“It seems impossible, but there it is.”
These were the words of Kenneth Arnold, according to one of the many quotes attributed to him during national coverage of his famous observation of nine “discs” flying in formation near Mount Ranier, Washington, in June of 1947. According to most accounts, this was the incident that brought the public into awareness of the so-called “flying saucers.”
Hence, in the days after Arnold’s account went to print across the nation, several other reports of unusual aerial phenomena from other parts of the country began to appear. That is to say, once the news about “saucers” was on people’s minds, it was no big surprise that similar reports began to crop up elsewhere.
This is one reason why reports from prior to Arnold’s initial sighting are so interesting, where incidents involving unusual aerial phenomenon were less likely to have been influenced by all the press Arnold and his story were getting at the time.
Arguably, one of the most notable incidents of this kind was reported by Captain Jack Puckett of Strategic Air Command on August 1, 1946. Early that morning, Puckett was flying a twin-engine C-47 from Langley Field to MacDill Air Force Base in Tampa, Florida, reported having a near-collision with a large, rocket-like aircraft that blazed past him. Only weeks prior to that, numerous reports out of Scandinavia detailed similar encounters with smaller, rocket-like objects seen streaking through the skies, which resulted in the first government inquiry into unidentified flying objects.
Another instance of pre-Kenneth Arnold UFO sightings (which, remember, weren’t actually called UFOs until a few years later, with the institution of Project Blue Book) involved sightings of unusual nighttime lights that were being seen over Richmond, Virginia, in the weeks leading up to Arnold’s sighting.
The reports, which didn’t begin to surface until well after Arnold’s sighting made news, were first logged by staff members with the Weather Bureau in Richmond, where they had begun to receive calls over several successive evenings from people in the Richmond area that were claiming to have seen odd aerial lights.
On June 30, 1947, an Associated Press article out of Washington, D.C., described that the reports of the lights had preceded news of Arnold’s sightings by several weeks, quoting Samuel S. Trotter, an assistant meteorologist at the Richmond Weather Bureau.
“Mr. Trotter added the reports here started before anything was printed about the ‘flying saucers’,” the report states.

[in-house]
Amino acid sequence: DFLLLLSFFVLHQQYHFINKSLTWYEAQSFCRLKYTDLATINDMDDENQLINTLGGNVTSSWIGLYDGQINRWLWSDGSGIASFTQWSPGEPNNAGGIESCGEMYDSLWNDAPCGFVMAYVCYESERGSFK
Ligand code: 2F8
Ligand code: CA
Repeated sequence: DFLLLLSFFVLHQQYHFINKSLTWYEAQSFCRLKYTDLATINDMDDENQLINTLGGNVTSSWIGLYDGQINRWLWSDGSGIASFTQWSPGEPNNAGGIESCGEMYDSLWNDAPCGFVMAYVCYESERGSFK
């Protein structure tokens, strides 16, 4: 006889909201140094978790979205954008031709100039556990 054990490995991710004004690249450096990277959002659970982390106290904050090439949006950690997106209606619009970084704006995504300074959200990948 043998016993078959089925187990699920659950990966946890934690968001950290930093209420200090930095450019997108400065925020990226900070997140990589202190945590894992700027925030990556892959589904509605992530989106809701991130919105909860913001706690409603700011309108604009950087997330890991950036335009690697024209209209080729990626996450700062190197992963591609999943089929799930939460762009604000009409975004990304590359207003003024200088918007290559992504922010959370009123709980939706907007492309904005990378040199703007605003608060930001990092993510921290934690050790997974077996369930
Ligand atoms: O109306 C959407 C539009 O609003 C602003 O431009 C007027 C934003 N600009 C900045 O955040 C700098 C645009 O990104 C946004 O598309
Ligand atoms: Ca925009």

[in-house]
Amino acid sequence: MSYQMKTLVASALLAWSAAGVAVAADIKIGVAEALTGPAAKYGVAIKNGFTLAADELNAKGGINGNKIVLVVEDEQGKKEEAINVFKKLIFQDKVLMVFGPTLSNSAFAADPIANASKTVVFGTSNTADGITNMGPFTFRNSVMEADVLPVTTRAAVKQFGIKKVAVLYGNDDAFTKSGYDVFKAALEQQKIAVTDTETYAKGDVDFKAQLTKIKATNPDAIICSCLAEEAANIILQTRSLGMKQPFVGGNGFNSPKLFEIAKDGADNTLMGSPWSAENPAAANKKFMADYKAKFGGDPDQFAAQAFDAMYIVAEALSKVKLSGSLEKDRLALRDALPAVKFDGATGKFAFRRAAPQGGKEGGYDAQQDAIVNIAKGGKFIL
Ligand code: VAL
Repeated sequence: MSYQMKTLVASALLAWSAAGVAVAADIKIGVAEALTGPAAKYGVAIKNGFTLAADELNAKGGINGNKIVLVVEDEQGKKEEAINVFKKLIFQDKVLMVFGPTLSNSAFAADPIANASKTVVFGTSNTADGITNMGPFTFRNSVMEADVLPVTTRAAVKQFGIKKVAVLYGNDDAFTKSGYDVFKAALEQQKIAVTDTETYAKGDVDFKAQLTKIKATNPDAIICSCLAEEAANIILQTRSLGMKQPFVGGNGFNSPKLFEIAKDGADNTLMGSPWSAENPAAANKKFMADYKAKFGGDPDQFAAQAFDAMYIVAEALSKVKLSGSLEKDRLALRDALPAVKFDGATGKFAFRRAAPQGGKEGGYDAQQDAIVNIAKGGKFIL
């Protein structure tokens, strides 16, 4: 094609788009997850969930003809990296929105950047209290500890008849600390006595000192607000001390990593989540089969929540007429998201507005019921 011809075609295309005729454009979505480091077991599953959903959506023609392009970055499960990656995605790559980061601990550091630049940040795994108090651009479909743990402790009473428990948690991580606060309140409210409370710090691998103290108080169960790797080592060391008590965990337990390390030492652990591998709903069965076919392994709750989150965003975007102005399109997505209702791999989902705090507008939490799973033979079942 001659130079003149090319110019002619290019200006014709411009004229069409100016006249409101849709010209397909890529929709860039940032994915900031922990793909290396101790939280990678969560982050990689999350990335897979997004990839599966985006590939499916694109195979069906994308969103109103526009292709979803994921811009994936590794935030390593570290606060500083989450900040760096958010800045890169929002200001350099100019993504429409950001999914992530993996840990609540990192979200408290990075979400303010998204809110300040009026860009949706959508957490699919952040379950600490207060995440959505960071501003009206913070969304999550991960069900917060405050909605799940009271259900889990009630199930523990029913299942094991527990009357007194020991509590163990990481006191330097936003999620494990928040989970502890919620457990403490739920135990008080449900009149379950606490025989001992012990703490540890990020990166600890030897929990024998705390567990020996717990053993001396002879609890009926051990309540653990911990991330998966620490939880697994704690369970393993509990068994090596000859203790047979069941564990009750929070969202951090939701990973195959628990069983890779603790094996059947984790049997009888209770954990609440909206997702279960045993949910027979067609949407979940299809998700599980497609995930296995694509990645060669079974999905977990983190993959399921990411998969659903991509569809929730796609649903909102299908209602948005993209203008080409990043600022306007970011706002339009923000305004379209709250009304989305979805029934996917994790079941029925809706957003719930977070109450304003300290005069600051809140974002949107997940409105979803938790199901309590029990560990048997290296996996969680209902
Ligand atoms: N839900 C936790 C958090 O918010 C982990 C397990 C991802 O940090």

However, Trotter and his colleagues apparently weren’t particularly impressed with the reports. “[Trotter] said he was convinced ‘that what they see is a spotlight somewhere playing on the clouds.”
“When I tell them so, nobody believes me,” the meteorologist complained.
Apart from the fact that the “mystery lights” over Richmond provide a somewhat less than compelling UFO report from the pre-Kenneth Arnold era, it helps illustrate a few other things, too. Apparently, even prior to the “arrival” of flying saucers over Mount Rainier in June 1947, people were reporting unusual things they were seeing in the skies. And as Trotter laments in the quote above, even when he advised that these lights were probably just spotlights reflecting off clouds, people seemed to disagree, preferring to believe that they were seeing something else instead.
We can’t rule out that latter possibility, especially in light of the other reports of objects in the skies at that time. Regardless, this is interesting, particularly since it is often asserted that people were more inclined to express doubt about conventional things they had seen in the skies after the “flying saucer” craze had already begun. If Trotter’s account of people’s disbelief is accurate, at least a few folks in the Richmond area had seemed to be exhibiting this tendency several weeks before Kenneth Arnold put flying saucers on the map.
Could it be that there are psychological reasons for why some people gravitate toward belief in extraordinary things? Maybe so, although I certainly don’t think that this idea alone can “explain” or roundly debunk all UFO reports.
However, noting such things in relation to the history of UFOlogy may be useful in helping us remove certain stigmas and preconceptions about what people have seen, and how they may have interpreted it in relation to other things that were going on in the world at a given time. Hence, the Pre-Kenneth Arnold reports like these remain some of the most interesting in the collected literature from the early years of UFO research.